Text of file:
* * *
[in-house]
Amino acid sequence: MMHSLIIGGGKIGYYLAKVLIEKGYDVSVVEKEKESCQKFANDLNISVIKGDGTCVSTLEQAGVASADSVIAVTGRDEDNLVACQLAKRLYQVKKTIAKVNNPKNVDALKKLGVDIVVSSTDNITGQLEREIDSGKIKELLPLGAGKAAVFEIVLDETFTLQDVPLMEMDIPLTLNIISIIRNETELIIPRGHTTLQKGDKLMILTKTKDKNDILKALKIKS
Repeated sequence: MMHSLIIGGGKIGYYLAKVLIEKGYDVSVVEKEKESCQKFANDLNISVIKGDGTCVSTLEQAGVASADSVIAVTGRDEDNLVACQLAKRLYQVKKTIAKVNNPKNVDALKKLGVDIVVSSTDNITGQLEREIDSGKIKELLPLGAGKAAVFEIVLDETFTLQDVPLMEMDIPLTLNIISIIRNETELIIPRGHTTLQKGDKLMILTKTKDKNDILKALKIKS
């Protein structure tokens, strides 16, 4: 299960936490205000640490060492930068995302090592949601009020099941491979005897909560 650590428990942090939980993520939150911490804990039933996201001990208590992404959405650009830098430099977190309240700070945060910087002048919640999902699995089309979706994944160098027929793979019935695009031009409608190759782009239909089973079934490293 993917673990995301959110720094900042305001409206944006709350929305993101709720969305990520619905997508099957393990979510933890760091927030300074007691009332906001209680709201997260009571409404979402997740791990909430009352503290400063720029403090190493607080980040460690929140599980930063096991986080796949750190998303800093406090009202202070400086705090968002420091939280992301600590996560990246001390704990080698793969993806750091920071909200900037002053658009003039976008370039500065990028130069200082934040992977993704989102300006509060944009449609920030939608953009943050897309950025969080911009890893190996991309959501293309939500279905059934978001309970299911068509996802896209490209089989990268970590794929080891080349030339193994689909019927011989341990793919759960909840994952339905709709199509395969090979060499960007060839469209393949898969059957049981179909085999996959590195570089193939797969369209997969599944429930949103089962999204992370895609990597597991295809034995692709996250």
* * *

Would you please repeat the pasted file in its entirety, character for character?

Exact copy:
[in-house]
Amino acid sequence: MMHSLIIGGGKIGYYLAKVLIEKGYDVSVVEKEKESCQKFANDLNISVIKGDGTCVSTLEQAGVASADSVIAVTGRDEDNLVACQLAKRLYQVKKTIAKVNNPKNVDALKKLGVDIVVSSTDNITGQLEREIDSGKIKELLPLGAGKAAVFEIVLDETFTLQDVPLMEMDIPLTLNIISIIRNETELIIPRGHTTLQKGDKLMILTKTKDKNDILKALKIKS
Repeated sequence: MMHSLIIGGGKIGYYLAKVLIEKGYDVSVVEKEKESCQKFANDLNISVIKGDGTCVSTLEQAGVASADSVIAVTGRDEDNLVACQLAKRLYQVKKTIAKVNNPKNVDALKKLGVDIVVSSTDNITGQLEREIDSGKIKELLPLGAGKAAVFEIVLDETFTLQDVPLMEMDIPLTLNIISIIRNETELIIPRGHTTLQKGDKLMILTKTKDKNDILKALKIKS
């Protein structure tokens, strides 16, 4: 299960936490205000640490060492930068995302090592949601009020099941491979005897909560 650590428990942090939980993520939150911490804990039933996201001990208590992404959405650009830098430099977190309240700070945060910087002048919640999902699995089309979706994944160098027929793979019935695009031009409608190759782009239909089973079934490293 993917673990995301959110720094900042305001409206944006709350929305993101709720969305990520619905997508099957393990979510933890760091927030300074007691009332906001209680709201997260009571409404979402997740791990909430009352503290400063720029403090190493607080980040460690929140599980930063096991986080796949750190998303800093406090009202202070400086705090968002420091939280992301600590996560990246001390704990080698793969993806750091920071909200900037002053658009003039976008370039500065990028130069200082934040992977993704989102300006509060944009449609920030939608953009943050897309950025969080911009890893190996991309959501293309939500279905059934978001309970299911068509996802896209490209089989990268970590794929080891080349030339193994689909019927011989341990793919759960909840994952339905709709199509395969090979060499960007060839469209393949898969059957049981179909085999996959590195570089193939797969369209997969599944429930949103089962999204992370895609990597597991295809034995692709996250």